I have a question for President Barack Obama and House Minority Leader Nancy Pelosi: If former President George W. Bush was 98 percent right, does that mean you're 98 percent wrong?
In the weeks leading up to the November election, then-candidate Barack Obama bombarded the airwaves with a campaign ad claiming that the Bush-era tax cuts led to the economic crisis. On Dec. 5, he told the Business Roundtable we must "make sure that 98 percent of Americans don't see a single dime in tax increases next year."
For years, Democrats led by Nancy Pelosi cast the Bush tax cuts as "tax cuts for the rich." If that's true, then allowing them to expire would only impact the rich, right?
In a press conference last week, Pelosi accused Republicans of holding the middle class "hostage" and called for passage of "middle income tax cuts." For the better part of the past decade, she called them tax cuts for the rich, but now, suddenly, they're "middle income tax cuts?"
Barack Obama and Nancy Pelosi can't have it both ways.
The most telling piece of selective rhetoric is when Democrats suggest tax rates for the 2 percent should return to the Clinton-era tax rate of 39 percent. But if the Clinton-era rates are so great and the Bush tax cuts are so bad, why aren't Democrats making the case that all rates for all people should return to the Clinton-era tax rate? Because if they did, it would result in a tax increase on the middle class and the working poor in America.
That's the ugly truth that Democrats don't want to admit and so they instead embrace the politics of envy to act as a substitute for substance. Like it or not, we are all in this fiscal crisis together.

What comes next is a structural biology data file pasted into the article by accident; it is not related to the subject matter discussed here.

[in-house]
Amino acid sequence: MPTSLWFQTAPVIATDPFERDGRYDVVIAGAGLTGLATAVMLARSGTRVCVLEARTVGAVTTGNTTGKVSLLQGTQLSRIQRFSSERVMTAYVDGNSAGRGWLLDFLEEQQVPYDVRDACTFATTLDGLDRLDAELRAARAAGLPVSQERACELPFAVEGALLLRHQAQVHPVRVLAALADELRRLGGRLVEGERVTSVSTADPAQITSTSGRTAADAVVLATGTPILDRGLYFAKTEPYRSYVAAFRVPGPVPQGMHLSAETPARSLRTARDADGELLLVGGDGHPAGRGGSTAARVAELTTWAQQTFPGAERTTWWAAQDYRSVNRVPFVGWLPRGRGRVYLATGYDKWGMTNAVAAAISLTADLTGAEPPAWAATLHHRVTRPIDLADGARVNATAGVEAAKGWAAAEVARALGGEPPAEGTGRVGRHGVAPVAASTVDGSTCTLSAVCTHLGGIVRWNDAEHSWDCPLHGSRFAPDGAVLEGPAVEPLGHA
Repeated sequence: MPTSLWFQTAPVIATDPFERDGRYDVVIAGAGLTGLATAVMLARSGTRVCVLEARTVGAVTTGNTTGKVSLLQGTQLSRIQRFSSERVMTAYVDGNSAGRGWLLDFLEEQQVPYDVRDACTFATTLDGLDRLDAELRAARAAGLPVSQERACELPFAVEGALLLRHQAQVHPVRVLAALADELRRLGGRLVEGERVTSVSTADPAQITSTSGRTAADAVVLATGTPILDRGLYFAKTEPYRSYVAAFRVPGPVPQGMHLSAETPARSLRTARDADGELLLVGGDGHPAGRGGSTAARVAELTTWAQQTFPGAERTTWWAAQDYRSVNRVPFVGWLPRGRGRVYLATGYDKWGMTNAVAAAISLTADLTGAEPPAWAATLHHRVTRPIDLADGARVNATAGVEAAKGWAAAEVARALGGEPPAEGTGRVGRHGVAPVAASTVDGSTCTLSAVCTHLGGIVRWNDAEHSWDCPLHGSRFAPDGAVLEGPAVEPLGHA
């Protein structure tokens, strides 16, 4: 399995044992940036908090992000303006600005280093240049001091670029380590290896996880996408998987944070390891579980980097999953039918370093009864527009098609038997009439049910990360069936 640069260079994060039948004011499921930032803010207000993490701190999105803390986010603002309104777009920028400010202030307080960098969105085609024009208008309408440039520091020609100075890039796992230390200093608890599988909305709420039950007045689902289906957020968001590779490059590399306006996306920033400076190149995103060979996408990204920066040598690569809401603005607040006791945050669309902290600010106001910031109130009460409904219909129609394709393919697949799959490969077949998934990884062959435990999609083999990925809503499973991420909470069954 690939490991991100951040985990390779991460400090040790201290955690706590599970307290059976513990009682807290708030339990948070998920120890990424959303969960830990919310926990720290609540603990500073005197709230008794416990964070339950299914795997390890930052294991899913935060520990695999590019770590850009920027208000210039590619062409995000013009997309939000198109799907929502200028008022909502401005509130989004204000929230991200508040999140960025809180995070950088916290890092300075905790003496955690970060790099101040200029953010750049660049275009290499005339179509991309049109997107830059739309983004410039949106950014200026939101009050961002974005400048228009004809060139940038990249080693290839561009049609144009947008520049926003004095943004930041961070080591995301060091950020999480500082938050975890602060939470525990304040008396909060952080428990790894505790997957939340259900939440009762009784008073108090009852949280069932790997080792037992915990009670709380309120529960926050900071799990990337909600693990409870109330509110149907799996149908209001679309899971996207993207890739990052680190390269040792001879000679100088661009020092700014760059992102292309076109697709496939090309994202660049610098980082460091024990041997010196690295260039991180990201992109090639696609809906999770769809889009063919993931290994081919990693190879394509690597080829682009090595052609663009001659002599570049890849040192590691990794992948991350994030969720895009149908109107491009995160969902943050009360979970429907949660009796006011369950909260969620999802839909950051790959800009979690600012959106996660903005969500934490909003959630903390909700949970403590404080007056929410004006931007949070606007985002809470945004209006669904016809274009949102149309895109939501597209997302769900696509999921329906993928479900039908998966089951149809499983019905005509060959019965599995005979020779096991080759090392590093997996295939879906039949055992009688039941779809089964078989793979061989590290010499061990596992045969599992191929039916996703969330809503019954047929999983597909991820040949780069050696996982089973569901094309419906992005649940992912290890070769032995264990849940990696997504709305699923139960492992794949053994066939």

The nonpartisan Tax Policy Center has released a study finding that "taxes would go up by a collective $536 billion next year, or about $3,500 per household." For the middle class, that means a tax increase of almost $2,000. The truly devastating part -- the lowest earners in America would be hit the hardest.
This isn't a fiscal cliff, it's a tax mountain. Therefore, raising taxes on the 2 percent will only allow us to scale 2 percent of the tax mountain.
We can all acknowledge that there are inequities in the existing tax code and that closing those loopholes should be at the center of tax reform, but that in itself is not the real problem. As former Clinton White House Chief of Staff and Democrat Erskine Bowles pointed out this past weekend on CBS' Face the Nation, "Even if you raise the top rates back to the Clinton rates, that only creates about $400 billion over 10 years. That's $40 billion a year. We have a trillion dollar a year deficit."
The solution isn't taxing more, it's spending less. And yet for all of the selective bravado about returning to Clinton-era tax rates, where is the conversation about returning to Clinton-era government spending rates? When President Clinton left office in 2000, government spending accounted for only 18.2 percent of GDP. During the past four years of the Obama presidency, government expenditures have averaged 24.4 percent of GDP.
At the end of the day, the goal needs to be reducing the deficit and balancing the budget. The most immediate way to do this is to look inward at government and achieve meaningful savings.
Whether it is $100 billion spent funding duplicative programs or $535 million steered towards companies like Solyndra, taxpayers know that the federal government flushes billions of their dollars down the toilet every single year.
When you break it down, it's pretty simple. Next month, everyone's taxes will go up. Republicans in Congress are fighting for tax cuts that will benefit 100 percent of taxpayers and for a meaningful reduction in government spending that will address the true root causes of our fiscal instability. The only real question is whether or not Barack Obama and Nancy Pelosi will allow us to go over the fiscal cliff because they didn't get 100 percent of what they wanted.
Rep. Darrell Issa (R-CA, 49th Dist.) is Chairman of the House Committee on Oversight and Government Reform.